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Aust N Z J Obstet Gynaecol. 1989 Aug;29(3 Pt 1):245-9.

A comparative study of proliferating (borderline) and invasive epithelial ovarian tumours in young women.

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Gynaecological Oncology Unit, King George V Memorial Hospital, Sydney, NSW.


A series of 18 patients with proliferating or borderline ovarian tumours and 18 with invasive ovarian tumours is discussed. Proliferating tumours occurred at a younger mean age than invasive disease, and presented at an earlier stage, both contributing factors to their more favourable outlook. Histopathological assessment revealed that the majority of both proliferating and invasive tumours were of serous origin. Mucinous cell type occurred less often as did the endometrioid and clear cell types. The management of the proliferating tumours involved 'radical' surgical procedures in 11 of 18 (61.6%) patients. Only 7 patients (38.8%) had conservative surgical procedures performed. Six patients (33%) had adjuvant chemotherapy while 2 (11%) also underwent abdominopelvic irradiation. All patients with invasive disease had radical surgery and adjuvant chemotherapy and 2 also received abdominopelvic irradiation. The fact that epithelial malignancies of the ovary do occur in younger women needs to be remembered by gynaecologists contemplating surgical procedures on younger patients with adnexal masses. Proliferating or borderline tumours tend to occur more frequently in the younger age groups, and contrary to the implication of their name, they are associated with significant morbidity and mortality.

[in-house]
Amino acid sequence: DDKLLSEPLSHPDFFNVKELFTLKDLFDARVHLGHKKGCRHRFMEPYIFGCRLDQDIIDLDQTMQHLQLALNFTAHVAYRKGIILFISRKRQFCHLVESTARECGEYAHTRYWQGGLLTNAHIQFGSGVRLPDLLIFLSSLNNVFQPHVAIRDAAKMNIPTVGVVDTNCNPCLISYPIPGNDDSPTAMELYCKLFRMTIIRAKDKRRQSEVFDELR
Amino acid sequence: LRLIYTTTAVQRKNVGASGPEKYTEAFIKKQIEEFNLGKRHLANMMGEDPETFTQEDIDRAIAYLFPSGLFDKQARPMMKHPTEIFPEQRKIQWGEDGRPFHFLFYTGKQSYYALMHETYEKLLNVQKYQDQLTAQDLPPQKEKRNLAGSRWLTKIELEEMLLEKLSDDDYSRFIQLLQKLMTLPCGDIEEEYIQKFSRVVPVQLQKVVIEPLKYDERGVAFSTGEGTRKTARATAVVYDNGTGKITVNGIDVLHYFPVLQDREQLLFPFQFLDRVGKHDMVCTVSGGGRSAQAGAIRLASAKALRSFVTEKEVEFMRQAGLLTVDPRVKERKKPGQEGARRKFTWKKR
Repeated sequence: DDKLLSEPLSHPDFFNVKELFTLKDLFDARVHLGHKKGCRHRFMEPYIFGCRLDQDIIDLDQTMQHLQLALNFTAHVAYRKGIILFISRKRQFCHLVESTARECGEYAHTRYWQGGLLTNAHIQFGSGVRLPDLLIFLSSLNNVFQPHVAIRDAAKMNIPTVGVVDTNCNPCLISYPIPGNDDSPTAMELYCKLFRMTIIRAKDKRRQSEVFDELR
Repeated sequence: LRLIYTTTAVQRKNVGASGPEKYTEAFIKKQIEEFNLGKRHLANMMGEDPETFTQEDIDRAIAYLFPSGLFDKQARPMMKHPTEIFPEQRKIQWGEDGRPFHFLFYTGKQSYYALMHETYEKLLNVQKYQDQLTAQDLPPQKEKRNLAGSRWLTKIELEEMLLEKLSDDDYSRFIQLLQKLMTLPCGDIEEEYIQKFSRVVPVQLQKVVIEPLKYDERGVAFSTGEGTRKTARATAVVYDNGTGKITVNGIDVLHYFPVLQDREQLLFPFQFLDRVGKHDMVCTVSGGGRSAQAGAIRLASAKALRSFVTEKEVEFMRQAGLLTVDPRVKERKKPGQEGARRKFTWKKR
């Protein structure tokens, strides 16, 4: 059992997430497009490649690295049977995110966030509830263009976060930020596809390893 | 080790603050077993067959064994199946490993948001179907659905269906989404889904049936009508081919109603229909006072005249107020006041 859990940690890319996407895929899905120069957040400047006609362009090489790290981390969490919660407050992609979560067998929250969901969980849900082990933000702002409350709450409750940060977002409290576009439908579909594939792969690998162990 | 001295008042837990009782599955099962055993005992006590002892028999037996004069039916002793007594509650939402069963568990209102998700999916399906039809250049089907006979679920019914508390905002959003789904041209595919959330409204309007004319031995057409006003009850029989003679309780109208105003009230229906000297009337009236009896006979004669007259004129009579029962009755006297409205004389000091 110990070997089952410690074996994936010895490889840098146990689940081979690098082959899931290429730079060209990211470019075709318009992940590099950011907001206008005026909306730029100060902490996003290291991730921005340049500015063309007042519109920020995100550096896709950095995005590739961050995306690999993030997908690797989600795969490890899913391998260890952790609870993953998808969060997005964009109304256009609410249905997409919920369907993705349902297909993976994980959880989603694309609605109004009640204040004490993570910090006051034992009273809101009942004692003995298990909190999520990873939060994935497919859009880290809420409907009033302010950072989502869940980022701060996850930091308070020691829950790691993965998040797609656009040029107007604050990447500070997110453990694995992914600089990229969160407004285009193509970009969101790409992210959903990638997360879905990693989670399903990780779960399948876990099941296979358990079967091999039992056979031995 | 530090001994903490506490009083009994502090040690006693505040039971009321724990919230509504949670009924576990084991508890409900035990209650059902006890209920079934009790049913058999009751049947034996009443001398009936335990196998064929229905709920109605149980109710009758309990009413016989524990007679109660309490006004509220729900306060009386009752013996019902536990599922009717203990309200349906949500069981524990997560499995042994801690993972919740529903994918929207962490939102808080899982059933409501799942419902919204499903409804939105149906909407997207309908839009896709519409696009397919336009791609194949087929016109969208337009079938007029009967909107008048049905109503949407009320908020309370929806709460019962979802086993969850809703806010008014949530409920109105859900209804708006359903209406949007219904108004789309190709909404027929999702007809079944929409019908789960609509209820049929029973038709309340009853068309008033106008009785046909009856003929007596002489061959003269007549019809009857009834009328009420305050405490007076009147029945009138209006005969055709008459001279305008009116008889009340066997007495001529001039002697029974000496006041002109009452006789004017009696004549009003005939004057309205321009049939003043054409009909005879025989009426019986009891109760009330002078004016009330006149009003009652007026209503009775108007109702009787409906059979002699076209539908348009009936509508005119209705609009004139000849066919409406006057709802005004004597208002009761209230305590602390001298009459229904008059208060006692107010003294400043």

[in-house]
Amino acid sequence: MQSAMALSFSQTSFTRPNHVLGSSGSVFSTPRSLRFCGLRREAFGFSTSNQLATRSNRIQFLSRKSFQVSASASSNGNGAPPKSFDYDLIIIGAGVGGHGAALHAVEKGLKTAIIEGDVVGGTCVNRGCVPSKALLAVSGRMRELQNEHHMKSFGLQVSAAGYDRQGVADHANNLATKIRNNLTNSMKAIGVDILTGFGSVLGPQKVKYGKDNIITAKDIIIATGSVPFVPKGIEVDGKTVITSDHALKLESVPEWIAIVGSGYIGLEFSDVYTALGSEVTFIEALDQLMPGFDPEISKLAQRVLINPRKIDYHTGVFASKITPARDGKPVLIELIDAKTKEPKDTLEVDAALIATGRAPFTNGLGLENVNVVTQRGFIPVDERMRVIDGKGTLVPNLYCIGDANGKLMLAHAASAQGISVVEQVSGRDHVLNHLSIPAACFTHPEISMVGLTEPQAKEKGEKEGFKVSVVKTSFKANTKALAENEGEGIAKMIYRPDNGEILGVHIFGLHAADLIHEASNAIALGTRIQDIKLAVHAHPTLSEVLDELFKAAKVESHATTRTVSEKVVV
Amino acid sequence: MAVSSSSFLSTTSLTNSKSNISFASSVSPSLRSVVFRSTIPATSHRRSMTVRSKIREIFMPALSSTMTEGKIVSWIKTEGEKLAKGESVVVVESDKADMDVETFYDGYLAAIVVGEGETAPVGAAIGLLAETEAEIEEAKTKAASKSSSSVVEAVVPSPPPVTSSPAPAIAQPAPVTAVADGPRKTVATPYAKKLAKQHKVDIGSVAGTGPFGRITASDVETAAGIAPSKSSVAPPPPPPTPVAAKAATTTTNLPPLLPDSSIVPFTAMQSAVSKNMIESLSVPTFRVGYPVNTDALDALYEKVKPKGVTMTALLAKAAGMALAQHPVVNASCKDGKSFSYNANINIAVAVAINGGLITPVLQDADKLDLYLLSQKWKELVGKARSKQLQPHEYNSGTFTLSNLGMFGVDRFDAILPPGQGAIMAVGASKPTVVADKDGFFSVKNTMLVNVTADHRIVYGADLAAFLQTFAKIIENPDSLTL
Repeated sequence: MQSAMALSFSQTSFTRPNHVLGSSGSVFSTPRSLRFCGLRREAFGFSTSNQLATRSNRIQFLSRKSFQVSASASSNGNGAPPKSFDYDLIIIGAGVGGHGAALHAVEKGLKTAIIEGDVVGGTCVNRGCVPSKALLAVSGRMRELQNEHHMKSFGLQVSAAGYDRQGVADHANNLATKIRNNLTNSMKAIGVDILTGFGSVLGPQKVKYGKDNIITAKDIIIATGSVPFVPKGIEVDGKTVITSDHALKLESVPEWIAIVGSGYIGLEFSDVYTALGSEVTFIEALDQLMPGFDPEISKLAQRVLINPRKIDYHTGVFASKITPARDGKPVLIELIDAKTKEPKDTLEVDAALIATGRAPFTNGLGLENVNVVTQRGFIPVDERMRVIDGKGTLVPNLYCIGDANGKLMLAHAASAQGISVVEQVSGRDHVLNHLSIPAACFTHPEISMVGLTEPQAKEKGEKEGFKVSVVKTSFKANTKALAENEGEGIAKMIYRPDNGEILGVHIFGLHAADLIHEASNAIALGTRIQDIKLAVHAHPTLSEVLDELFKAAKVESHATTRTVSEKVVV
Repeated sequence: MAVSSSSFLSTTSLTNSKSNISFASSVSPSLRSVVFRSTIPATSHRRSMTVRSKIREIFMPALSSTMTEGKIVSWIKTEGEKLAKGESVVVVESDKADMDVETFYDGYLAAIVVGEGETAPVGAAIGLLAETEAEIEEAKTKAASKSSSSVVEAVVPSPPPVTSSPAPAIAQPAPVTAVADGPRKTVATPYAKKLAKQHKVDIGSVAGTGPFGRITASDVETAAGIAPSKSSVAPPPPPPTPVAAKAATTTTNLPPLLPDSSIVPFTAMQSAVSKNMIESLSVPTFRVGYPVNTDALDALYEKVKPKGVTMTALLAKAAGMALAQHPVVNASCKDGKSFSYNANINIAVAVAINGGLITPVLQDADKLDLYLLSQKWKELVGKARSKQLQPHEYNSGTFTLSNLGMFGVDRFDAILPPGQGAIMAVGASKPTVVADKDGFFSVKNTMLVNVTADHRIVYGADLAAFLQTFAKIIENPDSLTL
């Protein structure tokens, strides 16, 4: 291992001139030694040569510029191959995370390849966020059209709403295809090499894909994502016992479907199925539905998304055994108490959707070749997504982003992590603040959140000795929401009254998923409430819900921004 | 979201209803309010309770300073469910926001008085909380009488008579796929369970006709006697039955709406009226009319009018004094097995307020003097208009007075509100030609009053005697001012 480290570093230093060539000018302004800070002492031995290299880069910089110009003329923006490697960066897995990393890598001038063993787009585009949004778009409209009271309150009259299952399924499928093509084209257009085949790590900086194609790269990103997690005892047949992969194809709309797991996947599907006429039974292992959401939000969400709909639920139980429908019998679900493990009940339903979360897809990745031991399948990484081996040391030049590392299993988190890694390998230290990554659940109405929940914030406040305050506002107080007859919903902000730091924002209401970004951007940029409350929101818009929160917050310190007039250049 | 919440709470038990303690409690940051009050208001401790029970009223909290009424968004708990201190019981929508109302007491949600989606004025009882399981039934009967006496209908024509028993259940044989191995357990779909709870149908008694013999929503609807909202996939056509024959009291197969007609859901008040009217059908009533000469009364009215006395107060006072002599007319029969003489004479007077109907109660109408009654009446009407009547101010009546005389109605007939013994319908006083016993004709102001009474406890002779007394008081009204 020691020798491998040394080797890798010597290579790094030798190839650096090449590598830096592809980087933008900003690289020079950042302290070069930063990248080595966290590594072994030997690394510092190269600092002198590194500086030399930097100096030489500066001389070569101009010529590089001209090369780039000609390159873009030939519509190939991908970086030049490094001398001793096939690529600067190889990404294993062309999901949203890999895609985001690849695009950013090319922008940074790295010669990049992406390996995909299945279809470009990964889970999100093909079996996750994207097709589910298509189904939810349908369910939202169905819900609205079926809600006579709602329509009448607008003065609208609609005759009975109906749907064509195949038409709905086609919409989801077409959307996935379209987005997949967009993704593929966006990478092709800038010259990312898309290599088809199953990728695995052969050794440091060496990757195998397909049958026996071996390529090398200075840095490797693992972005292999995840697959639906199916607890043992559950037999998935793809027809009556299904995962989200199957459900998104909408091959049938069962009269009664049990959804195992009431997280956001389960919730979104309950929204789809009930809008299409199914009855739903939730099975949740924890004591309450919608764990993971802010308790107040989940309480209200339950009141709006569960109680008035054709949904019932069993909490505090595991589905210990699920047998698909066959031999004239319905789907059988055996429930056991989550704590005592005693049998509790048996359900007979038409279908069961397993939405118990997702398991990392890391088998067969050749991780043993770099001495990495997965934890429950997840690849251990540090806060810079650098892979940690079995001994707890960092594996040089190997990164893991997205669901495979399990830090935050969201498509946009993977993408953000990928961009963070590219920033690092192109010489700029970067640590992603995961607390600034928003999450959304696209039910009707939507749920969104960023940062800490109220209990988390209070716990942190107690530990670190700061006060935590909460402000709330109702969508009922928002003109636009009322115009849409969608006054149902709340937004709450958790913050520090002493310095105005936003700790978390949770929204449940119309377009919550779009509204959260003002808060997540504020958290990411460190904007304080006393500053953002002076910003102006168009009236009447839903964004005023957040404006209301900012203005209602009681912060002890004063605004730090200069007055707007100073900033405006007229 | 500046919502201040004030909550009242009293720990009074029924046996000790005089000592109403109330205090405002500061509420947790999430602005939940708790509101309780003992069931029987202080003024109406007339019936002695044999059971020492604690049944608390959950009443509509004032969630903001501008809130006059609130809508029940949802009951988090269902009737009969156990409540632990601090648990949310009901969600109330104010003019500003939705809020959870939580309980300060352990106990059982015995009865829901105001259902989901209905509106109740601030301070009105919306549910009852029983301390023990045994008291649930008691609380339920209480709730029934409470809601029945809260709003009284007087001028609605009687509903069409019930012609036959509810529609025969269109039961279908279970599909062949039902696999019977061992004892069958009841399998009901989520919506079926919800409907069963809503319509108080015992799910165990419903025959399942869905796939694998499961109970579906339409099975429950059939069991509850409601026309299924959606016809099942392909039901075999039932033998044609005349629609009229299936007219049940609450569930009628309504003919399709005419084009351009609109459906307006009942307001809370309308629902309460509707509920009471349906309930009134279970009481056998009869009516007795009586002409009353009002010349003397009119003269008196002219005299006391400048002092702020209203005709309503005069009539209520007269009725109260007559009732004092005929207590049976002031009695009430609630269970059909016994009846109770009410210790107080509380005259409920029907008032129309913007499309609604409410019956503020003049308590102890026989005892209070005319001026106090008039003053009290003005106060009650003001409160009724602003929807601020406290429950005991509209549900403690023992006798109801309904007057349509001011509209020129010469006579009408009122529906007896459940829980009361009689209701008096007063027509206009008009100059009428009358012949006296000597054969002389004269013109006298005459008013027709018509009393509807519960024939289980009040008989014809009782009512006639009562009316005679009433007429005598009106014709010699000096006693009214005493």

[Indexed for MEDLINE]

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